Paris Fashion Week: Shapes

As the fashion world’s most exciting season comes to an end, we bring about the final account of Paris fashion week, moving on from accessories and colours, to the, perhaps, most defining of all ingredients: the cuts. From classic draping or wide palazzo pants, the next Fall/Winter 2015 season looks is shaping up to be a very elegant affair.

Two-in-one: One of the most recurring trends was creating a sort of a patchwork effect, making looks seem almost ambiguous and exciting. On one side, this trend was translated in half a dress in one color or fabric and the other half in a different one. Witnessed at Chalayan, Céline and John Galliano, the approach could be seen mostly on flowy dresses, creating a rather romantic bohemian composition. On the other side of the trend, structural tops in several different colors, shapes and patterns combined in a single piece, were seen at Jacquemus and Stella McCartney, where the technique was used to expand the garment’s repertoire.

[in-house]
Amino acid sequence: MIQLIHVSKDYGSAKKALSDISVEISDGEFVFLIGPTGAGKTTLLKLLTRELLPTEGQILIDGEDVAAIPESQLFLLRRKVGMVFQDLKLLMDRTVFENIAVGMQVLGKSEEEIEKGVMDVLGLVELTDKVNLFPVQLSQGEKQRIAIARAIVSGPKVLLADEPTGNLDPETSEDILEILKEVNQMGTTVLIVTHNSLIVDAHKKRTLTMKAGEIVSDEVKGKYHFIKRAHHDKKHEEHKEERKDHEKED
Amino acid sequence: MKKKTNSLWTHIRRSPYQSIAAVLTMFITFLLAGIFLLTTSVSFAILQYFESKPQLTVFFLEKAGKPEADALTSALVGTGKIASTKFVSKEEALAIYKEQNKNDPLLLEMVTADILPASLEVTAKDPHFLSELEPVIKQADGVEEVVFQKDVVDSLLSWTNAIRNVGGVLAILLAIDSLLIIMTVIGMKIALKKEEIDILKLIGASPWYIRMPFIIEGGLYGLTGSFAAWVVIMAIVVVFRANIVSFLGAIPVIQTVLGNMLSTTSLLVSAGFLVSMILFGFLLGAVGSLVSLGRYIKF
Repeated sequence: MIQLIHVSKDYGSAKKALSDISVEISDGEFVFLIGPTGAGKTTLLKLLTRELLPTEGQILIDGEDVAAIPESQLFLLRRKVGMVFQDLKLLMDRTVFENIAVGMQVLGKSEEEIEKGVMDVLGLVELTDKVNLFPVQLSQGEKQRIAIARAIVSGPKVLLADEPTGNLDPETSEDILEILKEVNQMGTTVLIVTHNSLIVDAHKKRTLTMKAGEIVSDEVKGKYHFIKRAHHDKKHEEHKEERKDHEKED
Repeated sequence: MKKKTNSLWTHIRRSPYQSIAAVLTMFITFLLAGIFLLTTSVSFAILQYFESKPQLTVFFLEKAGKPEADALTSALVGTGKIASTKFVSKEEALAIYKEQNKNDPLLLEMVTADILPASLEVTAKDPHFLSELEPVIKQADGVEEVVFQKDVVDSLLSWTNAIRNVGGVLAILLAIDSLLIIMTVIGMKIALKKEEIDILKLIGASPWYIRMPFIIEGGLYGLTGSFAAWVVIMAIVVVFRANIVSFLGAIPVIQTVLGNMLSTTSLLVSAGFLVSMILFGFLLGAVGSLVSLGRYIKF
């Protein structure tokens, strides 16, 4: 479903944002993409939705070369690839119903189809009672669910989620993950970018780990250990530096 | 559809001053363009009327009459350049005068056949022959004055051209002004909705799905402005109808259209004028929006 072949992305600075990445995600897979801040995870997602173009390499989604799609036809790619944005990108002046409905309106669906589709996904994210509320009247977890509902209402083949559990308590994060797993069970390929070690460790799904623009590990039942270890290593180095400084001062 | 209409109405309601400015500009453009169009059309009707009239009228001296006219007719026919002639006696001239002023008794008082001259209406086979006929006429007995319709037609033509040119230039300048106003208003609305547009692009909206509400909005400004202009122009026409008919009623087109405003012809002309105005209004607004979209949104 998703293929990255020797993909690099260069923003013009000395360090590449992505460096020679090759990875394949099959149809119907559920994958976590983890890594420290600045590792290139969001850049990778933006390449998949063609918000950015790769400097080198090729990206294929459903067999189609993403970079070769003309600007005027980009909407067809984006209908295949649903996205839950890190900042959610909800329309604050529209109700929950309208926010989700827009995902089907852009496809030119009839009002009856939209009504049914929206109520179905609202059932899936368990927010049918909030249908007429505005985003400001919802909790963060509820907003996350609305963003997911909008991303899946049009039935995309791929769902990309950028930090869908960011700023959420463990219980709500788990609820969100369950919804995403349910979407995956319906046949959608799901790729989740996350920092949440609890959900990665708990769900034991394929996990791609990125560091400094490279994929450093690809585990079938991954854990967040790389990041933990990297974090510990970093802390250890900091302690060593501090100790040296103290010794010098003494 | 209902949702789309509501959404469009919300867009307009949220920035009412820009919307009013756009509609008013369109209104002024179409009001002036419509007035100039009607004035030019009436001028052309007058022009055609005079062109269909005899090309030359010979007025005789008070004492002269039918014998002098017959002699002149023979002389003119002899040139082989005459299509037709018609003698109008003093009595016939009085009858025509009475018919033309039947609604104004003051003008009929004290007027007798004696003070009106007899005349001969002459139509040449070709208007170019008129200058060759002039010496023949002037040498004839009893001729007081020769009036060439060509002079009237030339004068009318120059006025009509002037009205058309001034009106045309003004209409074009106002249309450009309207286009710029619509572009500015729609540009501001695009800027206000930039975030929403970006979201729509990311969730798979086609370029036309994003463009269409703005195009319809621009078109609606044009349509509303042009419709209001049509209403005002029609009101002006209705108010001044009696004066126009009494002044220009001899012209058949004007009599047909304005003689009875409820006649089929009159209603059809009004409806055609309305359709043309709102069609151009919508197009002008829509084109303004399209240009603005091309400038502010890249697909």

Draping: Draping is one of the most traditional, classic and tested styles, with different typologies and techniques of draping used at Undercover, Rick Owens and, naturally, Vionnet. The laid back style of draping used made for a rich visual effect, recalling a mystical time of yesteryears without relinquishing a modern artistic elegance.

Palazzo pants: The cigarette pant was a mere memory on Parisian runways, as several shows put on, the relaxed over-dimensioned pant. Designed in silk with pleats, black leather, velvet – and the list could go on forever – leisure clothes were taken on a more elegant and urban route. At Balmain, the palazzo pants were given a pop art soul, while a more tailored look could be seen on the runways of Emanuel Ungaro and Maiyet. Finally, some designers simply focussed on the right fabric – velvet – as in the case of Dries van Noten.

Victoria Edman